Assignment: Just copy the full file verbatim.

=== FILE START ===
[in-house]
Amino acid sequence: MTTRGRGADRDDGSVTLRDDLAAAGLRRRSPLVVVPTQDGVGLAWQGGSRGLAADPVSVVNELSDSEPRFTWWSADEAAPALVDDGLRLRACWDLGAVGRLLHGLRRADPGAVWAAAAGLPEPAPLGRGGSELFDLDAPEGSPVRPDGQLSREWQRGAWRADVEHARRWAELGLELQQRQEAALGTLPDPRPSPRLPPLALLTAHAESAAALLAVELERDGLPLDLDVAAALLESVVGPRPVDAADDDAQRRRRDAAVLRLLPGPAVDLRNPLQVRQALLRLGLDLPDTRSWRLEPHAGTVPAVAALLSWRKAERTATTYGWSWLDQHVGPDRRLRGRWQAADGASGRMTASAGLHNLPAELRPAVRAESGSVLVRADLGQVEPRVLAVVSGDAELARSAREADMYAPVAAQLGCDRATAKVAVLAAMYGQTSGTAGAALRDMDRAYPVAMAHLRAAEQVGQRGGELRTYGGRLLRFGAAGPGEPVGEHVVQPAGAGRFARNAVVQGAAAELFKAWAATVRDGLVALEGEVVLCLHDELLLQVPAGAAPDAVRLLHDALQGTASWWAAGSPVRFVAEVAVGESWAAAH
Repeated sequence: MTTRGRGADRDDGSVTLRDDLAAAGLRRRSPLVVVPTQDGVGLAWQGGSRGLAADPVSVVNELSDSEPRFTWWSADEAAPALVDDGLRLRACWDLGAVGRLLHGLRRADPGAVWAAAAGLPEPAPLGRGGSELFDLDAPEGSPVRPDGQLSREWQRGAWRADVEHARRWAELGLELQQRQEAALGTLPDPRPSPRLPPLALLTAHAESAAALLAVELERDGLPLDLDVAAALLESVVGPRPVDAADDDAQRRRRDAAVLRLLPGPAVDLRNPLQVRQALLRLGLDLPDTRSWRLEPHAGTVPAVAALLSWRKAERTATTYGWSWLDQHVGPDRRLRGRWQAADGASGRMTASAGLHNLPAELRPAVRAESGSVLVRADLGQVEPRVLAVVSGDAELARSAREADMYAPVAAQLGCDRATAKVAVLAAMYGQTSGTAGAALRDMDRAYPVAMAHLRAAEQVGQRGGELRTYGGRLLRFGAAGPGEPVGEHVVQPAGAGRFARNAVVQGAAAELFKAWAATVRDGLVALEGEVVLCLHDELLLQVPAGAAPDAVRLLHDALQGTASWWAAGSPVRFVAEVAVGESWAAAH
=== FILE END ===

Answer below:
[in-house]
Amino acid sequence: MTTRGRGADRDDGSVTLRDDLAAAGLRRRSPLVVVPTQDGVGLAWQGGSRGLAADPVSVVNELSDSEPRFTWWSADEAAPALVDDGLRLRACWDLGAVGRLLHGLRRADPGAVWAAAAGLPEPAPLGRGGSELFDLDAPEGSPVRPDGQLSREWQRGAWRADVEHARRWAELGLELQQRQEAALGTLPDPRPSPRLPPLALLTAHAESAAALLAVELERDGLPLDLDVAAALLESVVGPRPVDAADDDAQRRRRDAAVLRLLPGPAVDLRNPLQVRQALLRLGLDLPDTRSWRLEPHAGTVPAVAALLSWRKAERTATTYGWSWLDQHVGPDRRLRGRWQAADGASGRMTASAGLHNLPAELRPAVRAESGSVLVRADLGQVEPRVLAVVSGDAELARSAREADMYAPVAAQLGCDRATAKVAVLAAMYGQTSGTAGAALRDMDRAYPVAMAHLRAAEQVGQRGGELRTYGGRLLRFGAAGPGEPVGEHVVQPAGAGRFARNAVVQGAAAELFKAWAATVRDGLVALEGEVVLCLHDELLLQVPAGAAPDAVRLLHDALQGTASWWAAGSPVRFVAEVAVGESWAAAH
Repeated sequence: MTTRGRGADRDDGSVTLRDDLAAAGLRRRSPLVVVPTQDGVGLAWQGGSRGLAADPVSVVNELSDSEPRFTWWSADEAAPALVDDGLRLRACWDLGAVGRLLHGLRRADPGAVWAAAAGLPEPAPLGRGGSELFDLDAPEGSPVRPDGQLSREWQRGAWRADVEHARRWAELGLELQQRQEAALGTLPDPRPSPRLPPLALLTAHAESAAALLAVELERDGLPLDLDVAAALLESVVGPRPVDAADDDAQRRRRDAAVLRLLPGPAVDLRNPLQVRQALLRLGLDLPDTRSWRLEPHAGTVPAVAALLSWRKAERTATTYGWSWLDQHVGPDRRLRGRWQAADGASGRMTASAGLHNLPAELRPAVRAESGSVLVRADLGQVEPRVLAVVSGDAELARSAREADMYAPVAAQLGCDRATAKVAVLAAMYGQTSGTAGAALRDMDRAYPVAMAHLRAAEQVGQRGGELRTYGGRLLRFGAAGPGEPVGEHVVQPAGAGRFARNAVVQGAAAELFKAWAATVRDGLVALEGEVVLCLHDELLLQVPAGAAPDAVRLLHDALQGTASWWAAGSPVRFVAEVAVGESWAAAH